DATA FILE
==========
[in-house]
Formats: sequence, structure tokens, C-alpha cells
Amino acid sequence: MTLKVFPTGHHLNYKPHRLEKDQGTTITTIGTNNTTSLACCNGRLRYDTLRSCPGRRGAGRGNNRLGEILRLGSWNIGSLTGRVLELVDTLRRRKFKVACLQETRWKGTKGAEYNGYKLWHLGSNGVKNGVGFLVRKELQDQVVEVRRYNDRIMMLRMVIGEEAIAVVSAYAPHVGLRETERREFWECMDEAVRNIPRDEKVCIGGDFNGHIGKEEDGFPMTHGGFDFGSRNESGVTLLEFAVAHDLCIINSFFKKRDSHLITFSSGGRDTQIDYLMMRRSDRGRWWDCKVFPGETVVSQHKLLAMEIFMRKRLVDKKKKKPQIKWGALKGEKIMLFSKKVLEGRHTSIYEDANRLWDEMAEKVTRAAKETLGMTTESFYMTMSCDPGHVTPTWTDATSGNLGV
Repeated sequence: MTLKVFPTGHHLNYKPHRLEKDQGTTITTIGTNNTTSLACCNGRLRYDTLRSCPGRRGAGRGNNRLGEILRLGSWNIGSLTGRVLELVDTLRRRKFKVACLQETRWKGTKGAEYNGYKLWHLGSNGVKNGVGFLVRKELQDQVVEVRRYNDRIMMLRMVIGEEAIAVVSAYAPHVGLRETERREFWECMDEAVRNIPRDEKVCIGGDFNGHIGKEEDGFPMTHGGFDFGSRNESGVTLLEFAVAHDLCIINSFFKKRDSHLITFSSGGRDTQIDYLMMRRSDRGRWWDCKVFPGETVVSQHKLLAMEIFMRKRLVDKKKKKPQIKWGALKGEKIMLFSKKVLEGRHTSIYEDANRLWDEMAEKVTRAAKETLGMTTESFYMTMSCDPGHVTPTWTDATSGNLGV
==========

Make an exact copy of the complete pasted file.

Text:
[in-house]
Formats: sequence, structure tokens, C-alpha cells
Amino acid sequence: MTLKVFPTGHHLNYKPHRLEKDQGTTITTIGTNNTTSLACCNGRLRYDTLRSCPGRRGAGRGNNRLGEILRLGSWNIGSLTGRVLELVDTLRRRKFKVACLQETRWKGTKGAEYNGYKLWHLGSNGVKNGVGFLVRKELQDQVVEVRRYNDRIMMLRMVIGEEAIAVVSAYAPHVGLRETERREFWECMDEAVRNIPRDEKVCIGGDFNGHIGKEEDGFPMTHGGFDFGSRNESGVTLLEFAVAHDLCIINSFFKKRDSHLITFSSGGRDTQIDYLMMRRSDRGRWWDCKVFPGETVVSQHKLLAMEIFMRKRLVDKKKKKPQIKWGALKGEKIMLFSKKVLEGRHTSIYEDANRLWDEMAEKVTRAAKETLGMTTESFYMTMSCDPGHVTPTWTDATSGNLGV
Repeated sequence: MTLKVFPTGHHLNYKPHRLEKDQGTTITTIGTNNTTSLACCNGRLRYDTLRSCPGRRGAGRGNNRLGEILRLGSWNIGSLTGRVLELVDTLRRRKFKVACLQETRWKGTKGAEYNGYKLWHLGSNGVKNGVGFLVRKELQDQVVEVRRYNDRIMMLRMVIGEEAIAVVSAYAPHVGLRETERREFWECMDEAVRNIPRDEKVCIGGDFNGHIGKEEDGFPMTHGGFDFGSRNESGVTLLEFAVAHDLCIINSFFKKRDSHLITFSSGGRDTQIDYLMMRRSDRGRWWDCKVFPGETVVSQHKLLAMEIFMRKRLVDKKKKKPQIKWGALKGEKIMLFSKKVLEGRHTSIYEDANRLWDEMAEKVTRAAKETLGMTTESFYMTMSCDPGHVTPTWTDATSGNLGV